The Japanese Chin is a very old race, members of the aristocracy wherever they went, and they act the part.
My favorite Chin story is the fable of the lion that fell in love with a marmoset:
Naturally, the marmoset did not think this was a good idea, the lion being so big.
The lion pined and went to see a Buddhist monk.
“Make me as small as the marmoset, I want to marry her. She is the love of my life.”
The monk could not believe this.
“Do you want to give up your strength, your position as the king of the jungle, all for the sake of love?”
When the lion agreed that this was the case, the monk promised the following:
“Very well, as you were willing to give up so much for love, your descendants will only live in royal palaces. They will never have to fend for themselves, and they will always be fed by royal hands.”
Japanese women carried Chins in little baskets lined with silk, and Queen Alexandra and Queen Victoria owned Chins.
The only reason for the existence of these dogs is to make its human happy – that is a great responsibility! You will be happy to have such a devoted doggie person in your life.
This is my Chin tale.
One does not choose to be a Chin owner, one is chosen. I bought a little dog, not really knowing what it was, and found out it was a Chin, and Chins are rare.
She was my first Chin, and my life changed. This little cat like dog became the focal point of my life. It seems we do not own them, but they certainly own us.
We now have YukiSan Japanese Chins.
Yuki San means Mr. Snow in Japanese. The YukiSan Chins are KUSA registered, but these are not show dogs, they only exist to be your close companions.
I imported Simon with the help of Wynand Schutte of Bellocane kennels. Simon is our gentle stud. He comes from excellent stock and is an absolute darling. He was bred in the UK, by Linda Benton-Taylor who owns Sansarc kennels.
Simon arrived from Heathrow in a Ryslip crate marked: “My name is Simon, please talk to me.” Naturally, most people did.
Simon’s pedigree is very good, he is related to the Pucara, Sansarc, Rui and Homerbrent Chins; they have been winning international competitions for a long time.
All the YukiSan Chins, except for Simon, come from Wynand Schutte’s Bellocane kennels.
YukiSan puppies do not join their new families before they are 10 weeks old, and they only join very select homes. By then they will have had all their inoculations and will be well adjusted.
The YukiSan Chins grow up in my home and are socialized and trained from an early age. The philosophy at YukiSan is that we breed only on order.
Be strict, they are cuddly but clever, and will turn you around a little paw if you are not careful.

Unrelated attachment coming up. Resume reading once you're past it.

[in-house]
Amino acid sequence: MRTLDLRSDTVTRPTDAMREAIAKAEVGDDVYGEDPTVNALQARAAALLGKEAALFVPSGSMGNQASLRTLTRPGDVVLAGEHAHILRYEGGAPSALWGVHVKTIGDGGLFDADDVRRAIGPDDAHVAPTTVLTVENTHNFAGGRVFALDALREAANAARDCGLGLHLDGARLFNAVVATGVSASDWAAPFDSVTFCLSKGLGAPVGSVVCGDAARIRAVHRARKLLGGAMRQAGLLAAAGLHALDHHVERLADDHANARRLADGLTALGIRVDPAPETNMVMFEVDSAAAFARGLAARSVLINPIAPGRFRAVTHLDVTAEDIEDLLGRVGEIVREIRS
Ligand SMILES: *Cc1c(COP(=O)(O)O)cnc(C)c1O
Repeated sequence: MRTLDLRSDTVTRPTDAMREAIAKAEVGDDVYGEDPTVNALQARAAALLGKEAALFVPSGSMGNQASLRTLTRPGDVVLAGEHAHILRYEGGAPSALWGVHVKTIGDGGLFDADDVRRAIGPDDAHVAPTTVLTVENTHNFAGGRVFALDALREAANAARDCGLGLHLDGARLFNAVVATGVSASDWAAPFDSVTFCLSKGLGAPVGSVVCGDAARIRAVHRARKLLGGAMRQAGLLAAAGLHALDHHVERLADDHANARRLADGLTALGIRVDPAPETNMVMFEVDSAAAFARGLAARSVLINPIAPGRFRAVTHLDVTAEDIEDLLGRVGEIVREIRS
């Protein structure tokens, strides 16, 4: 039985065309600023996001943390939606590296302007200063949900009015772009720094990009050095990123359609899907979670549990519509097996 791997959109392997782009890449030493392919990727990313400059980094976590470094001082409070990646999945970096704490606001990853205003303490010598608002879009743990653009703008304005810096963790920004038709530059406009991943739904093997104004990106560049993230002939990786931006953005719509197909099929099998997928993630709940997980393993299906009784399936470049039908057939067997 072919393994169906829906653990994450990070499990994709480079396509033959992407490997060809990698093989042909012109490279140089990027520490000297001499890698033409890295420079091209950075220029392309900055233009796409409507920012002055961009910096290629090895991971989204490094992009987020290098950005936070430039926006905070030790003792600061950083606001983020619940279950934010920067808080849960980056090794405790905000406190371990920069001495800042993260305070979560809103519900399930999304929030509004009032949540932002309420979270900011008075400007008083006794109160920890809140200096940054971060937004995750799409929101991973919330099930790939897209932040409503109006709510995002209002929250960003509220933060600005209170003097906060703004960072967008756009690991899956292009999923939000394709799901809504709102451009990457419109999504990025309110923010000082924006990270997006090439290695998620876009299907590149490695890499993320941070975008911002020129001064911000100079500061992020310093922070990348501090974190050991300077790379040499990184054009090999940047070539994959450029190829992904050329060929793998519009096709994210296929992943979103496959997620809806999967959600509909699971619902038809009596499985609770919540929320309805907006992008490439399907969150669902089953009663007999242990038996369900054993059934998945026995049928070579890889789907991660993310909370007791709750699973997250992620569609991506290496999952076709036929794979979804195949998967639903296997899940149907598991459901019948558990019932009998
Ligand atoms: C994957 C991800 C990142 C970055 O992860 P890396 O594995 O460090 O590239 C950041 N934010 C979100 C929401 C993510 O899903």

They are like people, some are bigger, some are smaller but the fundamental good and kind nature prevails. You get them in sable and white, or black and white.
These little dogs are cheerful, bumptious and out to please!
It is difficult to resist a Chin baby.
They need a safe haven in which to sleep. A large cat box with a door is ideal, with the blankets and cushion inside, which can be changed daily. Travelling with the Chins will be easy with the cat box. Use a plastic cloth on the floor under the pen. You can use either the colorless plastic sheeting, or the one with a brushed cotton backing – both are washed every day. The plastic is inexpensive, a few meters, cut up in suitable doggie carpets, is both economical and clean.
Playpens are great safe spaces. Kingpens make a good collapsible pen with a lid, for protection from other larger breeds or owl and eagles. The size that I have found best is about 2m x 2m.
They can also live inside the playpen, on a plastic sheet, with the cat box as sleeping compartment.
Place newspaper in the corner of the pen; they paper train themselves in two ticks. Just remove the soiled newspaper and replace with fresh paper.
Chin Girls and Boys
As with everything else, the girls and the boys differ.
However, as my YukiSan Chins only leave home when the personality is nearly formed, it is easy to choose your puppy.
Personality traits are developing, and you will be able to see whether you bond with any one of the puppies.
The Chin in your Home
I found that, when I had only one Chin, I turned into a nervous wreck with my dog alone at home. They love Chin company, and it helps a lot to keep yourself sane by having two Chins, at least.
However, they are very good on their own, and I think maybe I am just neurotic.